I met Dave for maybe ten minutes, and unless there are plans previously established before our lives on Earth, it’s unlikely that I’ll see him again. But I won’t ever forget him. Just as I will never forget the elderly lady at the grocery store two months ago who happily informed me of the differences between jams, jellies and preserves (Truth be told, I already knew, but wanted to connect with her because I was feeling particularly friendly that day). I won’t forget the woman with the white hat at table 15, years ago; who was so angry about waiting for her lunch that she insulted me, and thought her salad was puny. Or the waistcoated gentleman at table 13, who on our opening night scored a free meal because he was under the (mistaken) impression that his risotto had wild rice in it instead of Arborio. I will remember the father many weeks ago, showing his teenage daughter how to pump gas. She thought it was funny; he was trying to impress on her the importance of the task.  We made eye contact and in a split second, I understood his frustration and showed him that I empathized.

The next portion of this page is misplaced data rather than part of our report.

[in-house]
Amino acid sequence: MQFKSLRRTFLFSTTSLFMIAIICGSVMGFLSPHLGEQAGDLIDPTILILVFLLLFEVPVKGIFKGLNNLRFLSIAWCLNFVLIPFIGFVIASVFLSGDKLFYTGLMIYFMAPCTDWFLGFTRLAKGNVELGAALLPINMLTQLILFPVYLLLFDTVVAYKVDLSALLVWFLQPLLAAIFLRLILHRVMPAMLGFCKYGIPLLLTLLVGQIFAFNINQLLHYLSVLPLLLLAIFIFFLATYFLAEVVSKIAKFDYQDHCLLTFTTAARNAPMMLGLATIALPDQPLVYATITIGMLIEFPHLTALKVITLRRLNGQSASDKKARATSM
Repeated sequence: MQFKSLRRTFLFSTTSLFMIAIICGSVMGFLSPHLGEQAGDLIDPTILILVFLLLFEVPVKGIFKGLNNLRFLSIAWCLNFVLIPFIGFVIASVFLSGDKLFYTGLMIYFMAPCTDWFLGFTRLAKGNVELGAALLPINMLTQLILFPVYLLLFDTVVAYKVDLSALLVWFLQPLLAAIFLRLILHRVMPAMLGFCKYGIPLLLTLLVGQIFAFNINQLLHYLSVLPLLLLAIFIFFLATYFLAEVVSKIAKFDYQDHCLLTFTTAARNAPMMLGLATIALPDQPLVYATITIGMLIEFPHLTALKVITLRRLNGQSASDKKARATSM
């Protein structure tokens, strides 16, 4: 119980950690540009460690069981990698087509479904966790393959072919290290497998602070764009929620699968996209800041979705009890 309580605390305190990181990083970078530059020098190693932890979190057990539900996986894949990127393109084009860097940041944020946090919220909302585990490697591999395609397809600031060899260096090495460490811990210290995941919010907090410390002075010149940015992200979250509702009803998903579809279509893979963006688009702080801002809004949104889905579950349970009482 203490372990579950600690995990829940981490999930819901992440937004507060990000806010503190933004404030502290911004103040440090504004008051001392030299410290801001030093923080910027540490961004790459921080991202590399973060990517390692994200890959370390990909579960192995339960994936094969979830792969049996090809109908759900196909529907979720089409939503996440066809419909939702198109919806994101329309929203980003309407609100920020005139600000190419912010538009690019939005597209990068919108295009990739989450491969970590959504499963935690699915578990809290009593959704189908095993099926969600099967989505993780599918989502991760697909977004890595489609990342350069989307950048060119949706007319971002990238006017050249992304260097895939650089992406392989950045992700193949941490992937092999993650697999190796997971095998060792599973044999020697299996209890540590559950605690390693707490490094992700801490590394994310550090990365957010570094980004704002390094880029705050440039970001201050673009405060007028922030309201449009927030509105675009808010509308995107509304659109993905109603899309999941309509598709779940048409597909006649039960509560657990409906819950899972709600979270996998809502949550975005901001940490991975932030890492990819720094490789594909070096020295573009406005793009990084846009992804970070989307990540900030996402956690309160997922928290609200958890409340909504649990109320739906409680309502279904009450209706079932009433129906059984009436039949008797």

We shouldn’t forget the boyfriends, the old friends, the neighbors, or the random people. It would behoove us to remember not just the people who showed care and respect for us, but also the people who treated us terribly, who were rude, or hurtful, or broke our hearts.

Or is it just me? Am I the only one who thinks about this stuff? What capacity we have to hold all these memories! In some way, some small or big way, every one of these people created a spark, a connection. And in some way, it taught us something, showed us something, or maybe just helped to keep us buoyed during a day. I honor all of them.

(Of course, this also applies to people online whom I shall probably never meet in person.)

Namaste, All.

 

Not Forcing